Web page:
Point is, one of the most mystifying aspects of workplaces is they seem to render certain people incapable of believing in others and unwilling to seek advice or accept criticism. This affects both employers and employees.
I recently had a discussion along these lines with a very smart person. I know he's smart because he has written a book and is a professor of management practice at Harvard Business School and was previously vice chairman of the Goldman Sachs Group and didn't criticize me for wearing jeans to the interview.
His name is Robert Kaplan, and his book is called "What to Ask the Person in the Mirror." (Spoiler alert: It's not, "How'd you get so handsome?")
Kaplan's business philosophy, applicable to everyone from CEOs to new college graduates, begins with a willingness to ask questions.
"Half the time, asking the question is 90 percent of the battle," Kaplan said. "I've seen it so often where somebody comes to me and says, ‘I'm having this problem and this problem and this problem,' and I say, ‘Well, let me ask you this question.' And they say, ‘No, I've got this problem …' and they just focus on the problem and want to know how to fix it without being willing to ask the questions they need to ask to get to the core issues behind the problem."
He said people, particularly those in leadership positions, can feel isolated and unable — or at times unwilling — to seek the counsel of subordinates.
"If I was always the smartest person, maybe I'm used to being the one who gives the answers, maybe I think it's a sign of weakness to ask questions or ask for help," Kaplan said. "But leadership isn't an individual sport, it's a team sport. You're going to have to involve other people or you're going to get clobbered."
Humility. A willingness to admit — be you a boss or an eager employee — that you may not have all the answers.
"You also have to be willing to listen," Kaplan said. "When somebody tells you something you don't want to hear, rather than give them a vibe that says, ‘I don't want to hear that again,' you've got to encourage them to keep coming back. That's not an easy thing for people to do, particularly if you're extremely talented and you're not used to taking criticism."
The second piece of advice is looking inward, doing a self-analysis, which is another steep hill for many of us to climb.
"I tell people to ask themselves, ‘What are my strengths and weaknesses?'" Kaplan said.
That sounds like a cliche job-interview question, but he continued:
"Most people, if you ask them, they actually don't know. If you asked me right now, before I could answer I'd have to step back and think again because the weaknesses keep changing depending on what I'm doing. So I've got to think about it. Maybe I have to go interview five people who know me well and get some advice, just to know what my weaknesses are, to get some observations from people. I encourage young people and middle-level people and, frankly, senior people to ask, ‘What are my weaknesses?' And it means I have to be willing to go and get some advice and interview people and not be afraid to hear what they have to say. If a person knows their weaknesses, there's a very high likelihood they're going to improve."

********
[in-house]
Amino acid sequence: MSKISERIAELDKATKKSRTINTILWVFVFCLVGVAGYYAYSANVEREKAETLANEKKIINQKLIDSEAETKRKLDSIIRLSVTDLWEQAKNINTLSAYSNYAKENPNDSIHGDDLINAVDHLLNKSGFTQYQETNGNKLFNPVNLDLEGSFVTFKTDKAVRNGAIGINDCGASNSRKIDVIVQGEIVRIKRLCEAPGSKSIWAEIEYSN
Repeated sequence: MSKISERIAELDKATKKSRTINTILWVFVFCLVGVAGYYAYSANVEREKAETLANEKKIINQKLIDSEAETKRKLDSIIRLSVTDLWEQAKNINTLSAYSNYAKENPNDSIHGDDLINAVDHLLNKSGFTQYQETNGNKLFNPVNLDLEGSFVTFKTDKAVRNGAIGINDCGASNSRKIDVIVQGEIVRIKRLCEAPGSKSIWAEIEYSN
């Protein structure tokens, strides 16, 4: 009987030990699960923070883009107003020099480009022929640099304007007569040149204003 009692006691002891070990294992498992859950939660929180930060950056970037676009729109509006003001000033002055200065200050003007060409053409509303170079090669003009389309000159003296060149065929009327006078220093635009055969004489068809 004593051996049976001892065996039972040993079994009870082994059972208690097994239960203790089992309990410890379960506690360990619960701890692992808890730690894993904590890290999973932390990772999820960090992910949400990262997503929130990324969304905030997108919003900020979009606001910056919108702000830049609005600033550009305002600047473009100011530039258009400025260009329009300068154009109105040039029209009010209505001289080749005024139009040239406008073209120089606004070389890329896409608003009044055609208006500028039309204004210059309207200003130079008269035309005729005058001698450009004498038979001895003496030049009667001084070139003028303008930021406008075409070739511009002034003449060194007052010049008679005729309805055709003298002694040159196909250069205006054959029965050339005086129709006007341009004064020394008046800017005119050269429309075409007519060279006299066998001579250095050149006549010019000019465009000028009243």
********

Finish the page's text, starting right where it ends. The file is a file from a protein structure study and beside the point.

I despise motivational babble, but to me this is an awfully good thought. Difficult to get people to achieve, yes, but consider how much better a workplace would be if everyone, yourself included, were willing to not just take constructive criticism from others, but use it. Imagine the comfort level if we weren't all afraid to nudge each other in a better direction.
Which gets to Kaplan's next point. Are you too politically correct to speak up?
"What you really want to be able to do, within reason and with proper good judgment, is feel comfortable saying, ‘I think we should be doing something different' or ‘I don't agree with this' or ‘I think we're doing the wrong thing here.' I find those are the people that tend to get promoted faster, get recognized, and they shine. But sometimes people talk themselves out of doing it."
Kaplan targets "conventional wisdom" as the primary enemy.
"Conventional wisdom is almost always wrong for you. What keeps people from focusing on strengths and weaknesses and passion and speaking up and being themselves at work? Conventional wisdom. There's constantly a network of advice you're getting through the grapevine in the company or in school among your classmates who are saying, ‘Let me tell you, it's who you know' or ‘This is just how you do things.' It's all this wacky advice. That stuff has a powerful impact on all of us. People talk you out of pursuing your passion or speaking up or being yourself. Conventional wisdom, peer pressure, parental pressure. All those things just kind of box you in."
That's not to say we should all tie-dye our work clothes and let our freak flags fly. But I can certainly think of many occasions when I've gone against my instincts because "you just don't talk to her that way" or "that just isn't done here." Decisions to go against the workplace grain must be measured, to be sure, but we should also strive for a balance between toeing the line and being true to ourselves.
I'll conclude with an admittedly odd choice of quotes from Kaplan's book. It's the dedication he wrote — I swear I read beyond that point — and it struck me as a simple and spot-on reason why we should all have the humility to consistently admit that we don't know everything.
"To my parents, who taught me to never stop asking questions, and to all those who over the generations have protected our right to do so."
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